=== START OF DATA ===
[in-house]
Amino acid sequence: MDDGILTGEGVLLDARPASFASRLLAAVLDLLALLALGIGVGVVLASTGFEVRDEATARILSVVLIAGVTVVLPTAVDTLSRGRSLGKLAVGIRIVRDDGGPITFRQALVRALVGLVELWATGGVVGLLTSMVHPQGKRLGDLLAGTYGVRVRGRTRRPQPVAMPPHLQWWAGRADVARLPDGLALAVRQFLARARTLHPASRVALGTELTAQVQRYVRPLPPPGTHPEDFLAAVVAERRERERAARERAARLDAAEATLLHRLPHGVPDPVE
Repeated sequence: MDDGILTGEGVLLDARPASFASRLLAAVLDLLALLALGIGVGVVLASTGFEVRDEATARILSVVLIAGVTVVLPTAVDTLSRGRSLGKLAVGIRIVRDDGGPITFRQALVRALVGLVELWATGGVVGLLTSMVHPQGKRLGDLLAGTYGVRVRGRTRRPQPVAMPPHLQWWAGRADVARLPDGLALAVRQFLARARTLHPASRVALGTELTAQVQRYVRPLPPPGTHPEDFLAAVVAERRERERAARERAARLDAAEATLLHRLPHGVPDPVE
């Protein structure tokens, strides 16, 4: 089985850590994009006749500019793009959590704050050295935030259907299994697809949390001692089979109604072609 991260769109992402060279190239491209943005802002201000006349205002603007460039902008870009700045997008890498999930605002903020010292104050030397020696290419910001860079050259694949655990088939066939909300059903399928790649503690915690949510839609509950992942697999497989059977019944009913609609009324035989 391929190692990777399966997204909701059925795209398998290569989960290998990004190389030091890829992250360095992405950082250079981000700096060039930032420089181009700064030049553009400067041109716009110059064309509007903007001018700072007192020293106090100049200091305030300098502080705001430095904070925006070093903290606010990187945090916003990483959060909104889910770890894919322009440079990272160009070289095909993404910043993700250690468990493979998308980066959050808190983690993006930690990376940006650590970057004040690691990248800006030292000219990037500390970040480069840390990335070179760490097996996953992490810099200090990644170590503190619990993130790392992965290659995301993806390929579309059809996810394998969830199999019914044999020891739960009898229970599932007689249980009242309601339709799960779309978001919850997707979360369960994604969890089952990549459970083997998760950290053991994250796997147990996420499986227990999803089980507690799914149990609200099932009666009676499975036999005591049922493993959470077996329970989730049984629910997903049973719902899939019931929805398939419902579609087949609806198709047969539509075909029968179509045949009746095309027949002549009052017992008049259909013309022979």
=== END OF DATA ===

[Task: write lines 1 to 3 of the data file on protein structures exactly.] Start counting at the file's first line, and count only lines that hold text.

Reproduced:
[in-house]
Amino acid sequence: MDDGILTGEGVLLDARPASFASRLLAAVLDLLALLALGIGVGVVLASTGFEVRDEATARILSVVLIAGVTVVLPTAVDTLSRGRSLGKLAVGIRIVRDDGGPITFRQALVRALVGLVELWATGGVVGLLTSMVHPQGKRLGDLLAGTYGVRVRGRTRRPQPVAMPPHLQWWAGRADVARLPDGLALAVRQFLARARTLHPASRVALGTELTAQVQRYVRPLPPPGTHPEDFLAAVVAERRERERAARERAARLDAAEATLLHRLPHGVPDPVE
Repeated sequence: MDDGILTGEGVLLDARPASFASRLLAAVLDLLALLALGIGVGVVLASTGFEVRDEATARILSVVLIAGVTVVLPTAVDTLSRGRSLGKLAVGIRIVRDDGGPITFRQALVRALVGLVELWATGGVVGLLTSMVHPQGKRLGDLLAGTYGVRVRGRTRRPQPVAMPPHLQWWAGRADVARLPDGLALAVRQFLARARTLHPASRVALGTELTAQVQRYVRPLPPPGTHPEDFLAAVVAERRERERAARERAARLDAAEATLLHRLPHGVPDPVE